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Switzerland hosts expert meeting on restitution of politically exposed persons’ assets

Between 27 February and 1 March 2017 the tenth annual Lausanne Seminar on the restitution of politically exposed persons’ assets was held in Lausanne. The event was attended by experts on international mutual legal assistance, financial information exchange, and asset recovery. The meeting focused on the international cooperation in the mentioned area under the UN mandate.

Since 1986, Switzerland has taken every effort to ensure that assets illicitly acquired by politically exposed persons (referred to as dictators’ assets) are returned to the countries they belong to. If such assets are frozen by the authorities of the country where they are located, it is possible for the respective country of origin to request mutual legal assistance for their recovery. The aim of such mutual legal assistance is to trace the assets in question, to return them to their rightful owners, and to ensure that they are not used for corrupt purposes.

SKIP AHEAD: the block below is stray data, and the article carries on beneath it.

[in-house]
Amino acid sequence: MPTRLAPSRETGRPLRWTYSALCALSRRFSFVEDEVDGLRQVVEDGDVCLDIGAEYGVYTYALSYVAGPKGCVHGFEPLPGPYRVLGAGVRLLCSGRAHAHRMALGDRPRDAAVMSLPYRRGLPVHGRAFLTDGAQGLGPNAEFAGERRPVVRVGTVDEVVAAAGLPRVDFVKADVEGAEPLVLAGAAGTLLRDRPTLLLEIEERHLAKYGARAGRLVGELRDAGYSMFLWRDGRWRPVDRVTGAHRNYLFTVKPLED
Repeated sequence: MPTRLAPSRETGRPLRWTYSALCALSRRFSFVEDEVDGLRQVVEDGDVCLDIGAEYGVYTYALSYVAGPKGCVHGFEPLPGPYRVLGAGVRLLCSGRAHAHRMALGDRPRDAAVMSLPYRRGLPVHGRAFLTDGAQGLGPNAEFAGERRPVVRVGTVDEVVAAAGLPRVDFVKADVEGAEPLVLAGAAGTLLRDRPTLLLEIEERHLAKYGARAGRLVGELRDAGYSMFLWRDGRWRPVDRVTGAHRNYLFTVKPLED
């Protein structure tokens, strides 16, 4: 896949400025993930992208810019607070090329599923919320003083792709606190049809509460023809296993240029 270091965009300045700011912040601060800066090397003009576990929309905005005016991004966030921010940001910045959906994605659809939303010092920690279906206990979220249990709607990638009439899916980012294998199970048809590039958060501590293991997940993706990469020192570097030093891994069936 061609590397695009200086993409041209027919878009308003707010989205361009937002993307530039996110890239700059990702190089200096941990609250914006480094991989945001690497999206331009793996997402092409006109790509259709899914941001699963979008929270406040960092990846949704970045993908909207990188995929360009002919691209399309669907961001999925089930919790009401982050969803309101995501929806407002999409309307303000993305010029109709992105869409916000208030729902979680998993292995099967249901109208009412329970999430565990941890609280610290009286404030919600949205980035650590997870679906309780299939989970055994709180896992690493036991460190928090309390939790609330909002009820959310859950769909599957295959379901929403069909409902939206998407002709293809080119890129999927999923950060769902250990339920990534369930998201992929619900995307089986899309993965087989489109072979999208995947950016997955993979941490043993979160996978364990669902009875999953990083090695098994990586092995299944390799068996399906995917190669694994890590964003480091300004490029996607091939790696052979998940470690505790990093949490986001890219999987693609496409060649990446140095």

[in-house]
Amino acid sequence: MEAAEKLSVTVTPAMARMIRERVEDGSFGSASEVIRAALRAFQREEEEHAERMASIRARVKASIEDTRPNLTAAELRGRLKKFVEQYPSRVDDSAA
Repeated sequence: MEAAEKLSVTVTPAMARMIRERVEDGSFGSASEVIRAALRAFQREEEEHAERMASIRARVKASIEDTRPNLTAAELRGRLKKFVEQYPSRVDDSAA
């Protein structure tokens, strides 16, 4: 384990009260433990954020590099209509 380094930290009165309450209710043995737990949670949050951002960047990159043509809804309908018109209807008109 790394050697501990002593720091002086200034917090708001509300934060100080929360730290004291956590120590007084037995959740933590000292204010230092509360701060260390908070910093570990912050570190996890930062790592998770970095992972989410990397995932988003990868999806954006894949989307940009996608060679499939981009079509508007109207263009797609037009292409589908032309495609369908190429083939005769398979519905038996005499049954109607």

Close cooperation between countries, specifically at the stage of mutual legal assistance, is of vital importance for the successful restitution of assets in question.

The Lausanne Seminars were launched in 2001 by the Federal Department of Foreign Affairs (FDFA) in close collaboration with the International Centre for Asset Recovery (ICAR) of the Basel Institute on Governance. They are supported by the Stolen Asset Recovery (StAR) initiative of the World Bank and the United Nations Office on Drugs and Crime (UNODC). The purpose is to foster dialogue and the exchange of expertise on the relevant cases.

At the ‘Lausanne VIII’ seminar (2014), a set of guidelines for simplifying cooperation between authorities on mutual legal assistance was drafted. The mandates were extended by the COSP and the UN General Assembly in 2015 and 2016, respectively, to supplement the guidelines with a step-by-step guide to the procedural actions to be taken by the countries concerned in cases involving politically exposed persons’ assets. The guide will be made available to the international asset recovery community and is intended to serve as a global working instrument explaining what to do at each stage of the restitution process. The first part of the guide was drafted at the ‘Lausanne IX’ seminar (2016), while the step-by-step guide is scheduled to be presented to the international community in November 2017.